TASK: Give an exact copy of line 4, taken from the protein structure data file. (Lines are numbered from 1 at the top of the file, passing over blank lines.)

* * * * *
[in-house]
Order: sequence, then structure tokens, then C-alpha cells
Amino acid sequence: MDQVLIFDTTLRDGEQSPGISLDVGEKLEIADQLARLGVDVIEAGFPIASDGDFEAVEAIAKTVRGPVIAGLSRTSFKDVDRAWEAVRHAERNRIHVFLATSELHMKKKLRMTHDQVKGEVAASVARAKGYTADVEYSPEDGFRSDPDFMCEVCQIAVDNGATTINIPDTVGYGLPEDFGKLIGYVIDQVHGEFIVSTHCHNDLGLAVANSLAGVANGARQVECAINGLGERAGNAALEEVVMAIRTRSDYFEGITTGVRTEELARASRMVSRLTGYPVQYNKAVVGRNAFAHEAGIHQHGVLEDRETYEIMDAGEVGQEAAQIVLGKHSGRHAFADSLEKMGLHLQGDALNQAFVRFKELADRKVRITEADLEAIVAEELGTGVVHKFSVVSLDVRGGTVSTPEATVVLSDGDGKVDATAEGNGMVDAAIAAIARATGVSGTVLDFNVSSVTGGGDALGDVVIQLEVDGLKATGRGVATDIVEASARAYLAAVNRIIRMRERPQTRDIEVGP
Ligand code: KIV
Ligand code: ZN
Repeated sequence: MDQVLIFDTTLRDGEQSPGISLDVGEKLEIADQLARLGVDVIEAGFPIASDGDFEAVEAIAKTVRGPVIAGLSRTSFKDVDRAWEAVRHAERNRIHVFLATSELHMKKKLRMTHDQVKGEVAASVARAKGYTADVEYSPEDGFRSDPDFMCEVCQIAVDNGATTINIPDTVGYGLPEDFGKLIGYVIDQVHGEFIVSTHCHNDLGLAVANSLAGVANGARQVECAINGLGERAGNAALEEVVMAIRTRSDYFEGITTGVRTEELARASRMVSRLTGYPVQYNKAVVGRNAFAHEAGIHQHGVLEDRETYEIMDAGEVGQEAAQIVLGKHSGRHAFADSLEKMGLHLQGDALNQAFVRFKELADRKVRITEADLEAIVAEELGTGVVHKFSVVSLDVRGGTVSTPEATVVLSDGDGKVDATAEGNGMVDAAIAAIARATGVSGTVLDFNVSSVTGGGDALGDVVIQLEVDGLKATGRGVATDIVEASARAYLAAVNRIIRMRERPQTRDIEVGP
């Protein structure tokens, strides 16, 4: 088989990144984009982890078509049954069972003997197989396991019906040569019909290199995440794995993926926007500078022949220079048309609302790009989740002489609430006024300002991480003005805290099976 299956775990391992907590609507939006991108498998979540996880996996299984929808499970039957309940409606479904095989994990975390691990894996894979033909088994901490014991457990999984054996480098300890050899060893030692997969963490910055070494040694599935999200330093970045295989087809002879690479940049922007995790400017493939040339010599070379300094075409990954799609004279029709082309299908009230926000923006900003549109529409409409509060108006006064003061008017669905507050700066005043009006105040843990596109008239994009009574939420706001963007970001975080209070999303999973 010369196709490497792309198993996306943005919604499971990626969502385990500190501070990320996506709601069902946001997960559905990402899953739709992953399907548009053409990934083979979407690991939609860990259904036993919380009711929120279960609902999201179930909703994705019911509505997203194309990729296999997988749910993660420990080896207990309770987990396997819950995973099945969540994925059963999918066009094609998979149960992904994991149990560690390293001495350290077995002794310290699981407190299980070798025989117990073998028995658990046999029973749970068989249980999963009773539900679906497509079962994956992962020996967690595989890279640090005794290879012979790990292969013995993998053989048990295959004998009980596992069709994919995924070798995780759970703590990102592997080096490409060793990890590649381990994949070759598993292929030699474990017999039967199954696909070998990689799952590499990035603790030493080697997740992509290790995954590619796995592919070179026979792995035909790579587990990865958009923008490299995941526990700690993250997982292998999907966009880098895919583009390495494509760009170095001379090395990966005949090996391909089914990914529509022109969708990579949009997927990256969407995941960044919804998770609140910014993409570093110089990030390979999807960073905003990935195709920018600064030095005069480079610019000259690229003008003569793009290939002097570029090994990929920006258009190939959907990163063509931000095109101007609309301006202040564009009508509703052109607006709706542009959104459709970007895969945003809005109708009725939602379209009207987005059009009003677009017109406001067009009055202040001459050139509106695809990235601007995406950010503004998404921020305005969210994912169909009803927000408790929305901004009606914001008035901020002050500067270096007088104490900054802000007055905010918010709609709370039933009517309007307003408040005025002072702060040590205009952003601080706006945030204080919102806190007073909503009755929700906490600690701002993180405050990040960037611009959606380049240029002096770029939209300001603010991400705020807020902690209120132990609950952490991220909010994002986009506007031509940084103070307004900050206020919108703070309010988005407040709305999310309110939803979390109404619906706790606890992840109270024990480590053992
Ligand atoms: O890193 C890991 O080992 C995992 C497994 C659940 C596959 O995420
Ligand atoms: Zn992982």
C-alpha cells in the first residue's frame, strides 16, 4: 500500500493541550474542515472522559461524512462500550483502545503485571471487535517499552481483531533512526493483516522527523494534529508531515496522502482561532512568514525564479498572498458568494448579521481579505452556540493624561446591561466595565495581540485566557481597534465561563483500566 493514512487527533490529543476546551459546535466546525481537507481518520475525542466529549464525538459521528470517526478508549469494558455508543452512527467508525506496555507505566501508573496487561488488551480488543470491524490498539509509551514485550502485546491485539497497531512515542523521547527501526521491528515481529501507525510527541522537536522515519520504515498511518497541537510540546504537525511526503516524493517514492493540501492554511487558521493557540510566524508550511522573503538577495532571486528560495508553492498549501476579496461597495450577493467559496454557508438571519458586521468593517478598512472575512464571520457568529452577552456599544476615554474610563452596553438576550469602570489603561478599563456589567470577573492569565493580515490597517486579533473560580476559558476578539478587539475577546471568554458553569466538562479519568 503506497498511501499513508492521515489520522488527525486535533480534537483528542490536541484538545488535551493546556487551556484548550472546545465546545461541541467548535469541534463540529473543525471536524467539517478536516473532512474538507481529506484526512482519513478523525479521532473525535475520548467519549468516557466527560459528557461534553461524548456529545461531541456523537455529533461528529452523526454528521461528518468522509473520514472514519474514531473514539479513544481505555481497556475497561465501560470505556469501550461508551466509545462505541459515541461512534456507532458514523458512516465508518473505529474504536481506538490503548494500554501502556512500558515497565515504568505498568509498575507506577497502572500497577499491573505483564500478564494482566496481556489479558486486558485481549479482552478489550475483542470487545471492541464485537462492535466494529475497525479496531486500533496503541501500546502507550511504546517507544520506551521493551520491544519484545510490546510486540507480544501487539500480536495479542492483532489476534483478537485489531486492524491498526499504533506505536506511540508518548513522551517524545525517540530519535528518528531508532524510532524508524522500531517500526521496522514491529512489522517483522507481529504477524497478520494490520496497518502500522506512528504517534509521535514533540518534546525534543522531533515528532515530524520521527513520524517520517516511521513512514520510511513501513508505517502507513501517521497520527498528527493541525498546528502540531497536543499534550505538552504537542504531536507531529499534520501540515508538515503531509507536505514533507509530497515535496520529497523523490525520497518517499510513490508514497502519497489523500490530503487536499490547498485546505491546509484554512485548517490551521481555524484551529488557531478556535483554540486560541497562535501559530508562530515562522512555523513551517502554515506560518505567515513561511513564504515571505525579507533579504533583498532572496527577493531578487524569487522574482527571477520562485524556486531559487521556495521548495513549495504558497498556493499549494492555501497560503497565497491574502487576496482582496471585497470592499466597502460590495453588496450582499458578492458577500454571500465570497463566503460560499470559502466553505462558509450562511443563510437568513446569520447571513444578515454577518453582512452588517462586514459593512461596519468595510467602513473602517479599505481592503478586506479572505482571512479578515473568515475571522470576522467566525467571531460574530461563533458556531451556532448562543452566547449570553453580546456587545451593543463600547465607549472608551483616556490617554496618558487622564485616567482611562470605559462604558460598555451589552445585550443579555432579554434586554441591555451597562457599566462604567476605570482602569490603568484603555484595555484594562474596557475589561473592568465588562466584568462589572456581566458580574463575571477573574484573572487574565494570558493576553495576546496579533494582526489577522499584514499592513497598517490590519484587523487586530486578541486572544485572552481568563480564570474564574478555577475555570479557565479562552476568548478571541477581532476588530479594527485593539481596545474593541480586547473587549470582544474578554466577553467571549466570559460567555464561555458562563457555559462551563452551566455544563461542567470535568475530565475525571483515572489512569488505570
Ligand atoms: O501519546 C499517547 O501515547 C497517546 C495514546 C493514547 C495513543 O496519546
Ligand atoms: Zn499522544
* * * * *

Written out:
Ligand code: KIV